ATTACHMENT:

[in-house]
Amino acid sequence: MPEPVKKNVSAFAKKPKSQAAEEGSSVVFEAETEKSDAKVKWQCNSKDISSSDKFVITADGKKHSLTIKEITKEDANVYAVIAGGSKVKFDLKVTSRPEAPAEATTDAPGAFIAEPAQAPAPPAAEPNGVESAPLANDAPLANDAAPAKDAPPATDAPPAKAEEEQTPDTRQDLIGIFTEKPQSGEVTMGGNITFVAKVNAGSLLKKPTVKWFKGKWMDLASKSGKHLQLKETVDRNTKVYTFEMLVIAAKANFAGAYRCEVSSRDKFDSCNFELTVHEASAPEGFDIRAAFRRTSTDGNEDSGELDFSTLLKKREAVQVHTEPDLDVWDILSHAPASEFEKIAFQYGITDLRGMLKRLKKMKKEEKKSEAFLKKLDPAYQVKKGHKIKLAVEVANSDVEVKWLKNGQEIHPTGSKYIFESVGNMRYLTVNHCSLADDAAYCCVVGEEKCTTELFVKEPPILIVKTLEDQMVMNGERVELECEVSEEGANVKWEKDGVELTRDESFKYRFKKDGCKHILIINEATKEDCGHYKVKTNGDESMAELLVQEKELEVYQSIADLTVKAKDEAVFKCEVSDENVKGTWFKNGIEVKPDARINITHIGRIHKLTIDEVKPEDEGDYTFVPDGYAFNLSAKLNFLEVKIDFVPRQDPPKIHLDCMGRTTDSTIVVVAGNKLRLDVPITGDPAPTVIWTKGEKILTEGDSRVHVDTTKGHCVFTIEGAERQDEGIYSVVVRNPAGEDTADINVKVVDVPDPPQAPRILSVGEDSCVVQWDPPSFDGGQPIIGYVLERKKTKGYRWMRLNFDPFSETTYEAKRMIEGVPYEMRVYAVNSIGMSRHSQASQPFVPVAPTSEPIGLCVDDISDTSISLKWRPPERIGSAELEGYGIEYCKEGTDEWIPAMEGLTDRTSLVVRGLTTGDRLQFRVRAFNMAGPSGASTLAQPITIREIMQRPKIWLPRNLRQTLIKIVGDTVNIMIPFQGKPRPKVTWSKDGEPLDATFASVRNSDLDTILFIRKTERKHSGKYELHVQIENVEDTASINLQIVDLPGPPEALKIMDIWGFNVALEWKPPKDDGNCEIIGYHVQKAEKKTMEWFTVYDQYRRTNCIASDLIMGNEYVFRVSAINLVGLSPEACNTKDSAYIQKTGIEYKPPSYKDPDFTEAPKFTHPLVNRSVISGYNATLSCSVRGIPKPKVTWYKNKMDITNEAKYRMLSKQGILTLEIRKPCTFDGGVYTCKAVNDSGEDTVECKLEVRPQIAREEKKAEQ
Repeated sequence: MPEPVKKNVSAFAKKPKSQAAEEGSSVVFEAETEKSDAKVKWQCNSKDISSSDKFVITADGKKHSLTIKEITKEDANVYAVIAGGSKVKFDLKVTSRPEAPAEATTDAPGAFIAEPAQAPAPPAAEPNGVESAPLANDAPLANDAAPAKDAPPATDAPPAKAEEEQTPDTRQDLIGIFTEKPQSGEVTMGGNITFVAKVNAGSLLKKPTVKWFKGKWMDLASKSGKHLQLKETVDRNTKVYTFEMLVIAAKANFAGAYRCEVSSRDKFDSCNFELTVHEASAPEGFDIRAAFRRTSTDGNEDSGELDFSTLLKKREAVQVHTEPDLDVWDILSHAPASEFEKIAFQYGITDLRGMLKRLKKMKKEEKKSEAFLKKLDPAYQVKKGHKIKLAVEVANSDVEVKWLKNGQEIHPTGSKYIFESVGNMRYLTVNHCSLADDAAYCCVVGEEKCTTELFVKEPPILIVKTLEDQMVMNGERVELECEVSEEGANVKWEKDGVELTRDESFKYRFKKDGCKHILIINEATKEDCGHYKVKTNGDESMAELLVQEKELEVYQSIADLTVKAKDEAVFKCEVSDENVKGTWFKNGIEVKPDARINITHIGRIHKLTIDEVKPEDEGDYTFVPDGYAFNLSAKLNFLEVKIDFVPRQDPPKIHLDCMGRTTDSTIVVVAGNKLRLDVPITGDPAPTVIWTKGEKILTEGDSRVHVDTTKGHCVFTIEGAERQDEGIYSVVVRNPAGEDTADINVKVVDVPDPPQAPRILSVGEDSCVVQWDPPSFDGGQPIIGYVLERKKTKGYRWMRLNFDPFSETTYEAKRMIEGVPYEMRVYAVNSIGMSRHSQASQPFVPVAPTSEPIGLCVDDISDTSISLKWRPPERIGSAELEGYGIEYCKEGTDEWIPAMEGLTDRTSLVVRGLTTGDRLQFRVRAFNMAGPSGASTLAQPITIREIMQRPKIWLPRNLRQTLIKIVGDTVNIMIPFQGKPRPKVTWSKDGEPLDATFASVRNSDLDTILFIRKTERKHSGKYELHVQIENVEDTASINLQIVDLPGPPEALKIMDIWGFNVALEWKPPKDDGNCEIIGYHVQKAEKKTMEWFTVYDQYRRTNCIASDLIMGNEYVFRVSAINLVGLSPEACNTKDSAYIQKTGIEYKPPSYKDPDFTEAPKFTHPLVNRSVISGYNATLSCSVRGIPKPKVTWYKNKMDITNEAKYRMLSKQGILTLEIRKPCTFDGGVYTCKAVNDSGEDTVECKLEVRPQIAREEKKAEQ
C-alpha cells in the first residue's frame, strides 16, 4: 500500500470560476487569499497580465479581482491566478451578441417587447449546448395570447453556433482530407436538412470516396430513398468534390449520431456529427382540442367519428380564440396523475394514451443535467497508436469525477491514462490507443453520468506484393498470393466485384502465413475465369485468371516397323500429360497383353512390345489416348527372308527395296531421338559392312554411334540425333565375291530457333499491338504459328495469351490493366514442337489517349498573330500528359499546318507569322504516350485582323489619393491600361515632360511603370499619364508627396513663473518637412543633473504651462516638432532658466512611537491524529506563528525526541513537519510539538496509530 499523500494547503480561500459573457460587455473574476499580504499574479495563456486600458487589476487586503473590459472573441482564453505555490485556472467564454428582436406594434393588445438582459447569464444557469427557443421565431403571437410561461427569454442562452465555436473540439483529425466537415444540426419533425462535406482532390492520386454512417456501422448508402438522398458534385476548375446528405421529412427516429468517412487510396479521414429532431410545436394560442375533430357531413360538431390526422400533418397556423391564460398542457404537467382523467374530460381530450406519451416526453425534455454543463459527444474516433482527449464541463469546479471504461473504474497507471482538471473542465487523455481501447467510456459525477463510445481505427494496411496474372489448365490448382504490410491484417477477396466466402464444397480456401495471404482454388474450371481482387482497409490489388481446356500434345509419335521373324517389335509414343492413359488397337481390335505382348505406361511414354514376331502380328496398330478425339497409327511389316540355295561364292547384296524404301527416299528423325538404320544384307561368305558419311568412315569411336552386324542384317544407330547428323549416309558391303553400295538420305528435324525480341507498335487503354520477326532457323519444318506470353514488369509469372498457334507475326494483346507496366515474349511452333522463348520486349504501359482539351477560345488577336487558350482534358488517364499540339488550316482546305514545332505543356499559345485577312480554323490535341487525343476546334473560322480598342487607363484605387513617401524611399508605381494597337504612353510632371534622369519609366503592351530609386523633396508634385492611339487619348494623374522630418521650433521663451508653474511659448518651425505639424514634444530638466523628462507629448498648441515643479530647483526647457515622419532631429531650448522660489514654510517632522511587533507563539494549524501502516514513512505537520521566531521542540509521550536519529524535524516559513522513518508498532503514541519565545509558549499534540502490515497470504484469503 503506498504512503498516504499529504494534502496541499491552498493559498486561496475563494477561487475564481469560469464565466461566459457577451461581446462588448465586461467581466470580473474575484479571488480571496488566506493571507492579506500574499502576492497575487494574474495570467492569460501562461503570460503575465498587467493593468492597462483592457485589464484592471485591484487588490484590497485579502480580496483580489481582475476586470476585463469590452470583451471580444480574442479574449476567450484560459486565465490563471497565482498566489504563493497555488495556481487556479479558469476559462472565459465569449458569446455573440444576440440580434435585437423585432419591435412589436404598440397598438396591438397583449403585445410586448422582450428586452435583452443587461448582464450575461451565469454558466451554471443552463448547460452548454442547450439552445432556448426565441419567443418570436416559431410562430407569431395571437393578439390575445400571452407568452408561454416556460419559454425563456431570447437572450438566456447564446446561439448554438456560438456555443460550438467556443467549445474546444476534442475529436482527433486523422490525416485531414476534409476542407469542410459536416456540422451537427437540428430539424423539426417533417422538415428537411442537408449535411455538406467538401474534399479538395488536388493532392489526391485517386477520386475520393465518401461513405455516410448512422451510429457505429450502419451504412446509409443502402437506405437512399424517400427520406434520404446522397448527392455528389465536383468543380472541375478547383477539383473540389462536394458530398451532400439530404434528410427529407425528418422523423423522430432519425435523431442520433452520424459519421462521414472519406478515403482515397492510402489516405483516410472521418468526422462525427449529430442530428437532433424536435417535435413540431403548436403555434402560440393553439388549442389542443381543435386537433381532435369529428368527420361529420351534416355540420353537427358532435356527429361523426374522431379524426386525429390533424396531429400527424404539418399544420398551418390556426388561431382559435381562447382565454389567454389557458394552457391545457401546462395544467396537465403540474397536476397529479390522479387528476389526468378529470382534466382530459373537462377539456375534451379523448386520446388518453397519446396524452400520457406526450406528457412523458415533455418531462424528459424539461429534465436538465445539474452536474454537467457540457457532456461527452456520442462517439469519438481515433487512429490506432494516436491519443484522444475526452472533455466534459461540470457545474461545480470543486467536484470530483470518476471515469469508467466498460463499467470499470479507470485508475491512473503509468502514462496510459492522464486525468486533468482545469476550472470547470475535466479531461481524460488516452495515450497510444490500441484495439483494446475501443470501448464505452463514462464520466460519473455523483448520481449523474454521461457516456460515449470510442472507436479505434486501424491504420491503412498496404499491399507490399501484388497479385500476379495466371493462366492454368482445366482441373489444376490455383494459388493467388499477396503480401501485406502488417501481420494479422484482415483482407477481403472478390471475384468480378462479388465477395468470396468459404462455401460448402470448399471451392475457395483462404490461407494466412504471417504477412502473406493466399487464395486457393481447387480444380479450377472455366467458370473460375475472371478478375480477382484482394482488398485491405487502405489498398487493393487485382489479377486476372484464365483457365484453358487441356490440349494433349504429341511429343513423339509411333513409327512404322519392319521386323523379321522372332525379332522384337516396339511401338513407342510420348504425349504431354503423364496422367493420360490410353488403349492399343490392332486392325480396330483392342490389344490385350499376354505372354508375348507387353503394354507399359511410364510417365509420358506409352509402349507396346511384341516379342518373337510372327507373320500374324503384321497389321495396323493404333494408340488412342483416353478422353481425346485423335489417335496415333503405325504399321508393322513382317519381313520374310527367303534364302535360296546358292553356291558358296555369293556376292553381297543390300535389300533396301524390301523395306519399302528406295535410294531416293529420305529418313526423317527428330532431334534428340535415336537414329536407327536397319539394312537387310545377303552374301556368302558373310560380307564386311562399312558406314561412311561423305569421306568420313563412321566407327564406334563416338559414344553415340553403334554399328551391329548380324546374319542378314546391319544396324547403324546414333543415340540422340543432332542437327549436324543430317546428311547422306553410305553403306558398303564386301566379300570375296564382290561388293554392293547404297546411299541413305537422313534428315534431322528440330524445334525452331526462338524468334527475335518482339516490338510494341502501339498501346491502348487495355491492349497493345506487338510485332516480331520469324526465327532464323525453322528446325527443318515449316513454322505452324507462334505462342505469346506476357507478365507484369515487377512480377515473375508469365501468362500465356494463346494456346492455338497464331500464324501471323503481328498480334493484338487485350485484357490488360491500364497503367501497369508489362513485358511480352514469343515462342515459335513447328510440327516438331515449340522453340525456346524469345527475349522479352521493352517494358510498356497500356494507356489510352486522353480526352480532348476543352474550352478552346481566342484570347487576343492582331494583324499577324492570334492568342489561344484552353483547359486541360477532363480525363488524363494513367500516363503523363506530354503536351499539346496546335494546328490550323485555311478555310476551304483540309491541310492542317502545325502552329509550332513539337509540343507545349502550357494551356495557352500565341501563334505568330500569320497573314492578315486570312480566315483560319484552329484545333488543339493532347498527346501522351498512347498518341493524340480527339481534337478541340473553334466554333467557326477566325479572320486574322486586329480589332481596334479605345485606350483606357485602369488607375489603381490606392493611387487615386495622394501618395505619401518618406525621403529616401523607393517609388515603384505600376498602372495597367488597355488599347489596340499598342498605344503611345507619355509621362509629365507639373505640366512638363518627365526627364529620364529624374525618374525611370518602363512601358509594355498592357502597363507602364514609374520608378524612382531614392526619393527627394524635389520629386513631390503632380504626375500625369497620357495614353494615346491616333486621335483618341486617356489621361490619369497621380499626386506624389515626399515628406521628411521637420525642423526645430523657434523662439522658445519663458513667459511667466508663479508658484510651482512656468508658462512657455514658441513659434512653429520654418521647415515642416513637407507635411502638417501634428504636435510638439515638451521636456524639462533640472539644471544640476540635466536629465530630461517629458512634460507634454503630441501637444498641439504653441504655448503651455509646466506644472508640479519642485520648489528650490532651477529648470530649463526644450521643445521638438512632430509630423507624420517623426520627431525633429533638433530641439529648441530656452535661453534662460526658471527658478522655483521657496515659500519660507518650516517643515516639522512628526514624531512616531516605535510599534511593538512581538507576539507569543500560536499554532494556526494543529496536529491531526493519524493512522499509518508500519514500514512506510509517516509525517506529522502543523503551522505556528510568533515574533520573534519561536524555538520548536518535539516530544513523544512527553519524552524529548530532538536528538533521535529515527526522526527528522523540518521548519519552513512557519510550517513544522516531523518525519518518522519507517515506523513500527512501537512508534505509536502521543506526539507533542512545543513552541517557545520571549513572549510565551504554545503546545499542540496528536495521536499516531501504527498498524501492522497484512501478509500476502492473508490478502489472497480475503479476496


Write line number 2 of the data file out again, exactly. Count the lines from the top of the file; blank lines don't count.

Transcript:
Amino acid sequence: MPEPVKKNVSAFAKKPKSQAAEEGSSVVFEAETEKSDAKVKWQCNSKDISSSDKFVITADGKKHSLTIKEITKEDANVYAVIAGGSKVKFDLKVTSRPEAPAEATTDAPGAFIAEPAQAPAPPAAEPNGVESAPLANDAPLANDAAPAKDAPPATDAPPAKAEEEQTPDTRQDLIGIFTEKPQSGEVTMGGNITFVAKVNAGSLLKKPTVKWFKGKWMDLASKSGKHLQLKETVDRNTKVYTFEMLVIAAKANFAGAYRCEVSSRDKFDSCNFELTVHEASAPEGFDIRAAFRRTSTDGNEDSGELDFSTLLKKREAVQVHTEPDLDVWDILSHAPASEFEKIAFQYGITDLRGMLKRLKKMKKEEKKSEAFLKKLDPAYQVKKGHKIKLAVEVANSDVEVKWLKNGQEIHPTGSKYIFESVGNMRYLTVNHCSLADDAAYCCVVGEEKCTTELFVKEPPILIVKTLEDQMVMNGERVELECEVSEEGANVKWEKDGVELTRDESFKYRFKKDGCKHILIINEATKEDCGHYKVKTNGDESMAELLVQEKELEVYQSIADLTVKAKDEAVFKCEVSDENVKGTWFKNGIEVKPDARINITHIGRIHKLTIDEVKPEDEGDYTFVPDGYAFNLSAKLNFLEVKIDFVPRQDPPKIHLDCMGRTTDSTIVVVAGNKLRLDVPITGDPAPTVIWTKGEKILTEGDSRVHVDTTKGHCVFTIEGAERQDEGIYSVVVRNPAGEDTADINVKVVDVPDPPQAPRILSVGEDSCVVQWDPPSFDGGQPIIGYVLERKKTKGYRWMRLNFDPFSETTYEAKRMIEGVPYEMRVYAVNSIGMSRHSQASQPFVPVAPTSEPIGLCVDDISDTSISLKWRPPERIGSAELEGYGIEYCKEGTDEWIPAMEGLTDRTSLVVRGLTTGDRLQFRVRAFNMAGPSGASTLAQPITIREIMQRPKIWLPRNLRQTLIKIVGDTVNIMIPFQGKPRPKVTWSKDGEPLDATFASVRNSDLDTILFIRKTERKHSGKYELHVQIENVEDTASINLQIVDLPGPPEALKIMDIWGFNVALEWKPPKDDGNCEIIGYHVQKAEKKTMEWFTVYDQYRRTNCIASDLIMGNEYVFRVSAINLVGLSPEACNTKDSAYIQKTGIEYKPPSYKDPDFTEAPKFTHPLVNRSVISGYNATLSCSVRGIPKPKVTWYKNKMDITNEAKYRMLSKQGILTLEIRKPCTFDGGVYTCKAVNDSGEDTVECKLEVRPQIAREEKKAEQ